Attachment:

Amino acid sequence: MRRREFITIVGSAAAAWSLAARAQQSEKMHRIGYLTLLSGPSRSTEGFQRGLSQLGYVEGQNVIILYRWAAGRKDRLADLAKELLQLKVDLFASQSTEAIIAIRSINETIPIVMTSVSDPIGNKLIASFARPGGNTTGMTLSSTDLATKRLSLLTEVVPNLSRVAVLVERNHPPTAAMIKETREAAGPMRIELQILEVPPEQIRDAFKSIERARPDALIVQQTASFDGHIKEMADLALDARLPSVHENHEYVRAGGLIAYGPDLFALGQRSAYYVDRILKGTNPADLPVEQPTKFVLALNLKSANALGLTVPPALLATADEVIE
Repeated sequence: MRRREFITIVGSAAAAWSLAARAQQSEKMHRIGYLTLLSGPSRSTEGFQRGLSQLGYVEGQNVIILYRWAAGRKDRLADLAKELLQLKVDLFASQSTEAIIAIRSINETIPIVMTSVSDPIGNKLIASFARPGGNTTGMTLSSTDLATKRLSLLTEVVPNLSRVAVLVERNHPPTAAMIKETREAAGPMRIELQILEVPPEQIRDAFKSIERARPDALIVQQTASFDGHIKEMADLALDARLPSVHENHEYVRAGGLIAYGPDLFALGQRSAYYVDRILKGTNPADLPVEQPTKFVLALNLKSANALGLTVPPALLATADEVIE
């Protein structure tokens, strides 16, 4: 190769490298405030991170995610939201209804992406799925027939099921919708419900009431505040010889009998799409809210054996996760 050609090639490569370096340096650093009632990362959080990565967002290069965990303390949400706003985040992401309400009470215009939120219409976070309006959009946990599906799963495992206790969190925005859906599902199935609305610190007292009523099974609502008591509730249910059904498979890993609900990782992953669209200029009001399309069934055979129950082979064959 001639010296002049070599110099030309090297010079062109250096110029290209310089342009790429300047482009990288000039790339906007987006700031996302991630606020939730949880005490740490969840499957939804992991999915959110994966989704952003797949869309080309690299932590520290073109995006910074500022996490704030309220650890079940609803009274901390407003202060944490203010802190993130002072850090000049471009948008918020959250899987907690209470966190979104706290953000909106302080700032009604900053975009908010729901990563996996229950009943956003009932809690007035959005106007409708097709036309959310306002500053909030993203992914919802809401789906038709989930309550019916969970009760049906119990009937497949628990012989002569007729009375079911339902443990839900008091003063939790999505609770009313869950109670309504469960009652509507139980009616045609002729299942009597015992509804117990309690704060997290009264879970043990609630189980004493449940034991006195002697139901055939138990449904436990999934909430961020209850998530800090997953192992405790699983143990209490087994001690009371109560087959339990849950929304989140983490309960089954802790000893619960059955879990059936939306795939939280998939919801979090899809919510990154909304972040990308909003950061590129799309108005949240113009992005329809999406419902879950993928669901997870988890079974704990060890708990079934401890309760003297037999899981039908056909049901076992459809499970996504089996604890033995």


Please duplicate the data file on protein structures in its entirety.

Amino acid sequence: MRRREFITIVGSAAAAWSLAARAQQSEKMHRIGYLTLLSGPSRSTEGFQRGLSQLGYVEGQNVIILYRWAAGRKDRLADLAKELLQLKVDLFASQSTEAIIAIRSINETIPIVMTSVSDPIGNKLIASFARPGGNTTGMTLSSTDLATKRLSLLTEVVPNLSRVAVLVERNHPPTAAMIKETREAAGPMRIELQILEVPPEQIRDAFKSIERARPDALIVQQTASFDGHIKEMADLALDARLPSVHENHEYVRAGGLIAYGPDLFALGQRSAYYVDRILKGTNPADLPVEQPTKFVLALNLKSANALGLTVPPALLATADEVIE
Repeated sequence: MRRREFITIVGSAAAAWSLAARAQQSEKMHRIGYLTLLSGPSRSTEGFQRGLSQLGYVEGQNVIILYRWAAGRKDRLADLAKELLQLKVDLFASQSTEAIIAIRSINETIPIVMTSVSDPIGNKLIASFARPGGNTTGMTLSSTDLATKRLSLLTEVVPNLSRVAVLVERNHPPTAAMIKETREAAGPMRIELQILEVPPEQIRDAFKSIERARPDALIVQQTASFDGHIKEMADLALDARLPSVHENHEYVRAGGLIAYGPDLFALGQRSAYYVDRILKGTNPADLPVEQPTKFVLALNLKSANALGLTVPPALLATADEVIE
């Protein structure tokens, strides 16, 4: 190769490298405030991170995610939201209804992406799925027939099921919708419900009431505040010889009998799409809210054996996760 050609090639490569370096340096650093009632990362959080990565967002290069965990303390949400706003985040992401309400009470215009939120219409976070309006959009946990599906799963495992206790969190925005859906599902199935609305610190007292009523099974609502008591509730249910059904498979890993609900990782992953669209200029009001399309069934055979129950082979064959 001639010296002049070599110099030309090297010079062109250096110029290209310089342009790429300047482009990288000039790339906007987006700031996302991630606020939730949880005490740490969840499957939804992991999915959110994966989704952003797949869309080309690299932590520290073109995006910074500022996490704030309220650890079940609803009274901390407003202060944490203010802190993130002072850090000049471009948008918020959250899987907690209470966190979104706290953000909106302080700032009604900053975009908010729901990563996996229950009943956003009932809690007035959005106007409708097709036309959310306002500053909030993203992914919802809401789906038709989930309550019916969970009760049906119990009937497949628990012989002569007729009375079911339902443990839900008091003063939790999505609770009313869950109670309504469960009652509507139980009616045609002729299942009597015992509804117990309690704060997290009264879970043990609630189980004493449940034991006195002697139901055939138990449904436990999934909430961020209850998530800090997953192992405790699983143990209490087994001690009371109560087959339990849950929304989140983490309960089954802790000893619960059955879990059936939306795939939280998939919801979090899809919510990154909304972040990308909003950061590129799309108005949240113009992005329809999406419902879950993928669901997870988890079974704990060890708990079934401890309760003297037999899981039908056909049901076992459809499970996504089996604890033995």